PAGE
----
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C-reactive protein concentration and the vascular benefits of statin therapy: an analysis of 20 536 patients in the Heart Protection Study
It has been suggested that inflammation status, as assessed by C-reactive protein (CRP) concentration, modifies the vascular protective effects of statin therapy. In particular, there have been claims that statins might be more beneficial in people with raised CRP concentrations, and might even be ineffective in people with low concentrations of both CRP and LDL cholesterol. This study aimed to test this hypothesis.
In 69 UK hospitals, 20 536 men and women aged 40—80 years at high risk of vascular events were randomly assigned to simvastatin 40 mg daily versus matching placebo for a mean of 5·0 years. Patients were categorised into six baseline CRP groups (<1·25, 1·25—1·99, 2·00—2·99, 3·00—4·99, 5·00—7·99, and ≥8·00 mg/L). The primary endpoint for subgroup analyses was major vascular events, defined as the composite of coronary death, myocardial infarction, stroke, or revascularisation. Analysis was by intention to treat. This study is registered, number ISRCTN48489393.
Overall, allocation to simvastatin resulted in a significant 24% (95% CI 19—28) proportional reduction in the incidence of first major vascular event after randomisation (2033 [19·8%] allocated simvastatin vs 2585 [25·2%] allocated placebo). There was no evidence that the proportional reduction in this endpoint, or its components, varied with baseline CRP concentration (trend p=0·41). Even in participants with baseline CRP concentration less than 1·25 mg/L, major vascular events were significantly reduced by 29% (99% CI 12—43, p<0·0001; 239 [14·1%] vs 329 [19·4%]). No significant heterogeneity in the relative risk reduction was recorded between the four subgroups defined by the combination of low or high baseline concentrations of LDL cholesterol and CRP (p=0·72). In particular, there was clear evidence of benefit in those with both low LDL cholesterol and low CRP (27% reduction, 99% CI 11—40, p<0·0001; 295 [15·6%] vs 400 [20·9%]).
Evidence from this large-scale randomised trial does not lend support to the hypothesis that baseline CRP concentration modifies the vascular benefits of statin therapy materially.
Inflammation is thought to contribute to the pathogenesis of coronary heart disease.1 C-reactive protein (CRP), an acute phase reactant synthesised by the liver, is the most extensively studied systemic marker of inflammation. Results from a meta-analysis2 of individual participant data from 54 prospective observational studies showed that CRP concentration was associated with the risk of coronary heart disease, ischaemic stroke, and vascular and non-vascular mortality. However, associations with ischaemic vascular diseases were explained largely by conventional risk factors (eg, CRP is positively correlated with smoking, diabetes, physical inactivity, blood pressure, body-mass index, non-HDL cholesterol, and triglycerides2), and so they might not reflect causality (which is supported by genetic-epidemiological studies3). Nonetheless, the ability of CRP to predict vascular risk means that it might still be useful as a biomarker to identify individuals who would particularly benefit from therapies to reduce risk.4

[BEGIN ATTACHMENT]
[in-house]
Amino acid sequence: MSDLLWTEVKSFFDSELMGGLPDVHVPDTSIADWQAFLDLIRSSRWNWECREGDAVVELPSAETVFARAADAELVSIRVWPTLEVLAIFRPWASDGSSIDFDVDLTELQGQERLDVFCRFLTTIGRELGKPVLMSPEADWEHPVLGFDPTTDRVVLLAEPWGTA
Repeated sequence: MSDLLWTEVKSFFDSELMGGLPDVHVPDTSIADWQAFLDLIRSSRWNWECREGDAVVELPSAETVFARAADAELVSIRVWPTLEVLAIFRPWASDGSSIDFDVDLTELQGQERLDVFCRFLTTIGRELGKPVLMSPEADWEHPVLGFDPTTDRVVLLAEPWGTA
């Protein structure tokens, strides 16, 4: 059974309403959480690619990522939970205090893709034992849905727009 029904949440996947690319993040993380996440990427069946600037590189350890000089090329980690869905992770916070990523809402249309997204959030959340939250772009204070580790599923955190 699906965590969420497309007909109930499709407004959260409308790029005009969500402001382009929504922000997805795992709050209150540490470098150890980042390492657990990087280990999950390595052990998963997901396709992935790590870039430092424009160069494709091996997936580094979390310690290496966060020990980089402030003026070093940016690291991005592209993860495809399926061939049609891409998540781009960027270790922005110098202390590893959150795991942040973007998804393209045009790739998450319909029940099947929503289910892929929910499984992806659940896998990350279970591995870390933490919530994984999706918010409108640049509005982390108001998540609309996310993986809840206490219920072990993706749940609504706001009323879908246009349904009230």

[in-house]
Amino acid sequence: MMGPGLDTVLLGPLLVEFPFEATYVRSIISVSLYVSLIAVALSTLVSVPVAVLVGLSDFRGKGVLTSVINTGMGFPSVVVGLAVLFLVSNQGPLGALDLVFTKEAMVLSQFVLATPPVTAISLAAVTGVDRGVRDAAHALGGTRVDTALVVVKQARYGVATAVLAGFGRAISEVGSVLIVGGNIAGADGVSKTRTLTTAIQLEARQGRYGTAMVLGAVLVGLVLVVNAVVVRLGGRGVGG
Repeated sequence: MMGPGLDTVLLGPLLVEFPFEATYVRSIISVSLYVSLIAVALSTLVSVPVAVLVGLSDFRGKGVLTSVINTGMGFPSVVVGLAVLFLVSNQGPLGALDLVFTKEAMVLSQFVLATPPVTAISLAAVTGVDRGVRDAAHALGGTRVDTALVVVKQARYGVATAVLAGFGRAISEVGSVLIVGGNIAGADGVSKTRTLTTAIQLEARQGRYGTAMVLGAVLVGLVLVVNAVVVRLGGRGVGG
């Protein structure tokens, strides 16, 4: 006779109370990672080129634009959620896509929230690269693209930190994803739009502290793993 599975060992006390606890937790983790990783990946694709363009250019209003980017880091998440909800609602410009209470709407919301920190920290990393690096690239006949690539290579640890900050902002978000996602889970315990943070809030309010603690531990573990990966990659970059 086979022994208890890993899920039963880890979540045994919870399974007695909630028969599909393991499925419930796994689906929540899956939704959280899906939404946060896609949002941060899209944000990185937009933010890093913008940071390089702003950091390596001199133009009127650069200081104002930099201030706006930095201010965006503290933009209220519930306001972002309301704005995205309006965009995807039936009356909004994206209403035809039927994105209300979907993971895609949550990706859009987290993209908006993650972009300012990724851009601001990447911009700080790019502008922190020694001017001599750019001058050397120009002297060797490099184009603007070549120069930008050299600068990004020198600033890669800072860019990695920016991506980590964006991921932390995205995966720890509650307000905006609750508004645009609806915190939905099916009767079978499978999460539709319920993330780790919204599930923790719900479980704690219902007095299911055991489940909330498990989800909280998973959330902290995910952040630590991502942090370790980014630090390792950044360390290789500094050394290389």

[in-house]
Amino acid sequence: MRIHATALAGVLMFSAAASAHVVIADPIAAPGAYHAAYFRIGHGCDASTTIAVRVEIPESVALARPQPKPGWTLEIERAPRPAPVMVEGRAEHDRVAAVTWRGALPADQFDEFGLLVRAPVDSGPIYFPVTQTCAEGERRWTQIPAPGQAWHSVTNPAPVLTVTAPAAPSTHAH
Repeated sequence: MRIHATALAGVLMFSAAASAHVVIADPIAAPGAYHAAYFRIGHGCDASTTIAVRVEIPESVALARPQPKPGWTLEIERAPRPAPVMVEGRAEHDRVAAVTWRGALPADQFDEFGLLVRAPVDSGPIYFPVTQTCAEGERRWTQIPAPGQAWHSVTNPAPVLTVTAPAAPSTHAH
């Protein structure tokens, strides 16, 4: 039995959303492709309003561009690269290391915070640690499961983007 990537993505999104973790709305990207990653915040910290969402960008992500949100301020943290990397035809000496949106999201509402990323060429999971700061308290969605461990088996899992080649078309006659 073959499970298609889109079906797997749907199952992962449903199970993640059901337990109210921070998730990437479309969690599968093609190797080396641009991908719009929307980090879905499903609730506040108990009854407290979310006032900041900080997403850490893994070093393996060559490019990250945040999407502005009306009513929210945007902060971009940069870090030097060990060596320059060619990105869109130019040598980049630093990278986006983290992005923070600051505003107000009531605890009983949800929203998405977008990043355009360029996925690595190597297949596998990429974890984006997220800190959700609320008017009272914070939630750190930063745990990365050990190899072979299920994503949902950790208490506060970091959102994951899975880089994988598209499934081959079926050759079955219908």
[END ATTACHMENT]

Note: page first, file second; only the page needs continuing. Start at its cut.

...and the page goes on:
Some,5, 6 but not all,7 subgroup analyses undertaken in previous randomised trials of statin therapy have suggested that the vascular benefits might be greater in the presence of inflammation than in its absence. It has even been suggested that people who have low concentrations of both LDL cholesterol and CRP might not benefit much from statin therapy.8 The JUPITER trial9randomly allocated 17 802 apparently healthy men and women with LDL cholesterol concentrations less than 130 mg/L (3·4 mmol/L) but CRP concentrations 2·0 mg/L or greater to receive either rosuvastatin 20 mg daily or matching placebo. Allocation to rosuvastatin reduced LDL cholesterol at 1 year by about 50% (ie, 1·2 mmol/L) and CRP by about 40% (1·3 mg/L) and, during median treatment duration of about 2 years, there was a significant 44% reduction in the primary composite endpoint of myocardial infarction, stroke, arterial revascularisation, admission to hospital for unstable angina, or death from cardiovascular causes.9 It has been suggested that this large relative risk reduction is greater than might have been expected given the achieved LDL cholesterol reduction,9, 10 raising the possibility that the benefits of statins might be proportionally greater in people with high CRP concentrations. Secondary analyses of the JUPITER trial did not record any evidence that the effect of rosuvastatin on vascular events differed according to baseline CRP concentration,11 but these analyses included only three baseline groups for CRP (because of the relatively small number of events) and were not able to assess the effect in people with CRP concentration less than 2·0 mg/L (because they were not eligible for the trial).
The Heart Protection Study (HPS) is, to date, the largest randomised trial of statin therapy and was undertaken in high-risk patients in whom large numbers of major vascular events occurred during the study treatment period. This study tested the hypothesis that the effects of statin therapy differ according to baseline concentrations of CRP and LDL cholesterol.